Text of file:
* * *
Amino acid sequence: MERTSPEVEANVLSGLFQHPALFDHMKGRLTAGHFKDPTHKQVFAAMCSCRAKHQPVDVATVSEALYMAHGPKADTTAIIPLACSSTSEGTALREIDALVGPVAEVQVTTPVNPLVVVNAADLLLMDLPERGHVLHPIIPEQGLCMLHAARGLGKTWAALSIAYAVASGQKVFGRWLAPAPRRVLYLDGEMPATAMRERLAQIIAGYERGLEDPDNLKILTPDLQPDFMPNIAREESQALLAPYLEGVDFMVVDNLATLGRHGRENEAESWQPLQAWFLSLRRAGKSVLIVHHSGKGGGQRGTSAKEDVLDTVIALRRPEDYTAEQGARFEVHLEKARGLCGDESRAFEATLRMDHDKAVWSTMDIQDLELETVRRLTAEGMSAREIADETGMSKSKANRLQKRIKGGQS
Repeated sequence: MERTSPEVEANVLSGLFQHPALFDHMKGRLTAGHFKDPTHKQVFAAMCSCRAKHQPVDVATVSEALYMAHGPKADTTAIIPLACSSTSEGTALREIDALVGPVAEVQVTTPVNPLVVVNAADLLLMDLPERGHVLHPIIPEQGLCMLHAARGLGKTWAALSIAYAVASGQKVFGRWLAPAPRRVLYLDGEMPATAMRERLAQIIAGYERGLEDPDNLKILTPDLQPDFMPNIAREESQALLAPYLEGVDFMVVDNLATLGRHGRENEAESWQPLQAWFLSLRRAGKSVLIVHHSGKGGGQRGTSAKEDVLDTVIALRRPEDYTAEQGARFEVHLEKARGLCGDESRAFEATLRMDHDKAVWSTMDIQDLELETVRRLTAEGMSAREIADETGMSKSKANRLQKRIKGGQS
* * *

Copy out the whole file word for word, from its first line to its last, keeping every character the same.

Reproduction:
Amino acid sequence: MERTSPEVEANVLSGLFQHPALFDHMKGRLTAGHFKDPTHKQVFAAMCSCRAKHQPVDVATVSEALYMAHGPKADTTAIIPLACSSTSEGTALREIDALVGPVAEVQVTTPVNPLVVVNAADLLLMDLPERGHVLHPIIPEQGLCMLHAARGLGKTWAALSIAYAVASGQKVFGRWLAPAPRRVLYLDGEMPATAMRERLAQIIAGYERGLEDPDNLKILTPDLQPDFMPNIAREESQALLAPYLEGVDFMVVDNLATLGRHGRENEAESWQPLQAWFLSLRRAGKSVLIVHHSGKGGGQRGTSAKEDVLDTVIALRRPEDYTAEQGARFEVHLEKARGLCGDESRAFEATLRMDHDKAVWSTMDIQDLELETVRRLTAEGMSAREIADETGMSKSKANRLQKRIKGGQS
Repeated sequence: MERTSPEVEANVLSGLFQHPALFDHMKGRLTAGHFKDPTHKQVFAAMCSCRAKHQPVDVATVSEALYMAHGPKADTTAIIPLACSSTSEGTALREIDALVGPVAEVQVTTPVNPLVVVNAADLLLMDLPERGHVLHPIIPEQGLCMLHAARGLGKTWAALSIAYAVASGQKVFGRWLAPAPRRVLYLDGEMPATAMRERLAQIIAGYERGLEDPDNLKILTPDLQPDFMPNIAREESQALLAPYLEGVDFMVVDNLATLGRHGRENEAESWQPLQAWFLSLRRAGKSVLIVHHSGKGGGQRGTSAKEDVLDTVIALRRPEDYTAEQGARFEVHLEKARGLCGDESRAFEATLRMDHDKAVWSTMDIQDLELETVRRLTAEGMSAREIADETGMSKSKANRLQKRIKGGQS